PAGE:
Microvesicles from sickle erythrocytes and their relation to irreversible sickling

David Allan, Anthony R. Limbrick, Paul Thomas, Maxwell P Westerman

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41 Citations (Scopus)


Incubation of sickle (HbS) erythrocytes for periods up to 96 h leads to the formation of irreversibly sickled cells (ISCs) and to the release of spectrin-free microvesicles similar to those derived from aged or Ca2+-ionophore-treated normal erythrocytes. The sickle microvesicles were somewhat larger than those from normal cells and showed minor differences in their membrane polypeptide composition. Sickle microvesicles were no different from their parent cells in their content of fetal haemoglobin. Neither microvesiculation nor formation of irreversibly sickled cells required the presence of Ca2+ in the medium but Ca2+ did accelerate both processes. Although in these prolonged incubations microvesiculation appeared to occur concomitantly with the formation of ISCs, it is not clear whether or not microvesiculation is a necessary prelude to irreversible sickling.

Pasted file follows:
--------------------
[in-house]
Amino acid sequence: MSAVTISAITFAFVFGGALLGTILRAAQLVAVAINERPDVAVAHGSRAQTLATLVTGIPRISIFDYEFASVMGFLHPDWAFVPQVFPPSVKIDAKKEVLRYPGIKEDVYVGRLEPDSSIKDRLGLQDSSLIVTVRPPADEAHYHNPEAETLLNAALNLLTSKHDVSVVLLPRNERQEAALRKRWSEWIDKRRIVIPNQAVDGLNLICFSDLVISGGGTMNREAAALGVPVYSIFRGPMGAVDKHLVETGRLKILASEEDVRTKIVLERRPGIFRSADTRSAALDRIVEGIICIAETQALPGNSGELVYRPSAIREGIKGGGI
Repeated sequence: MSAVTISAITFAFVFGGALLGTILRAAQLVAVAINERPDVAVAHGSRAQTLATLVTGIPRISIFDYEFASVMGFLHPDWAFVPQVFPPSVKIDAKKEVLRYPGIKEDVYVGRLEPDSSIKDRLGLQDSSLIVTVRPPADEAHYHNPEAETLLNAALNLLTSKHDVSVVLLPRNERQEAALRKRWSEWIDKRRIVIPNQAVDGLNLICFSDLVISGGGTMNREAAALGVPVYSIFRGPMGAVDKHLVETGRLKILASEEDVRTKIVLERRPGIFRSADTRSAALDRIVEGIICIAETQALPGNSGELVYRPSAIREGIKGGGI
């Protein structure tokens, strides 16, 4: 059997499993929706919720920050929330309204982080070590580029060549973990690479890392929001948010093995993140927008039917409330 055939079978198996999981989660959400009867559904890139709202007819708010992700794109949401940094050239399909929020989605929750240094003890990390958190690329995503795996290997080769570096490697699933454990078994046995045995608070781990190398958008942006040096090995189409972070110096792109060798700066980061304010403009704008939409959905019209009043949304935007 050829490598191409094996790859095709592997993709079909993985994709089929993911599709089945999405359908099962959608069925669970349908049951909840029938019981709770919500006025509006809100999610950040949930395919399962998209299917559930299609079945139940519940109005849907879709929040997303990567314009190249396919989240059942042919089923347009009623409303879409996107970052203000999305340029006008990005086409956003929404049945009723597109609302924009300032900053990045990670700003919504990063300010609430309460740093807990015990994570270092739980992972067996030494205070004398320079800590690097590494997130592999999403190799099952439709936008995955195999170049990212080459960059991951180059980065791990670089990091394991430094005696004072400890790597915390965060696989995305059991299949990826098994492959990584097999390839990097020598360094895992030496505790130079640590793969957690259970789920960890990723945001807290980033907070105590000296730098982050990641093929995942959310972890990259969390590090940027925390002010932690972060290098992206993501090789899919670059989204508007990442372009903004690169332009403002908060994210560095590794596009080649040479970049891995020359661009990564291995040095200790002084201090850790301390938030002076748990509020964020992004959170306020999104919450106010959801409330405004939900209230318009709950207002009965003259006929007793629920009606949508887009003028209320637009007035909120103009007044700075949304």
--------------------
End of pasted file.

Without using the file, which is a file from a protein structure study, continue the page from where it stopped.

Original languageEnglish
Pages (from-to)383-90
Number of pages8
JournalBritish Journal of Haematology
Issue number3
Publication statusPublished - 1 Mar 1981


  • Anemia, Sickle Cell/blood
  • Calcium/pharmacology
  • Egtazic Acid/pharmacology
  • Erythrocyte Membrane/analysis
  • Erythrocytes, Abnormal/ultrastructure
  • Humans
  • Membrane Proteins/blood
  • Microscopy, Electron
  • Organoids/ultrastructure
  • Peptides/blood
  • Time Factors
  • Vacuoles/ultrastructure

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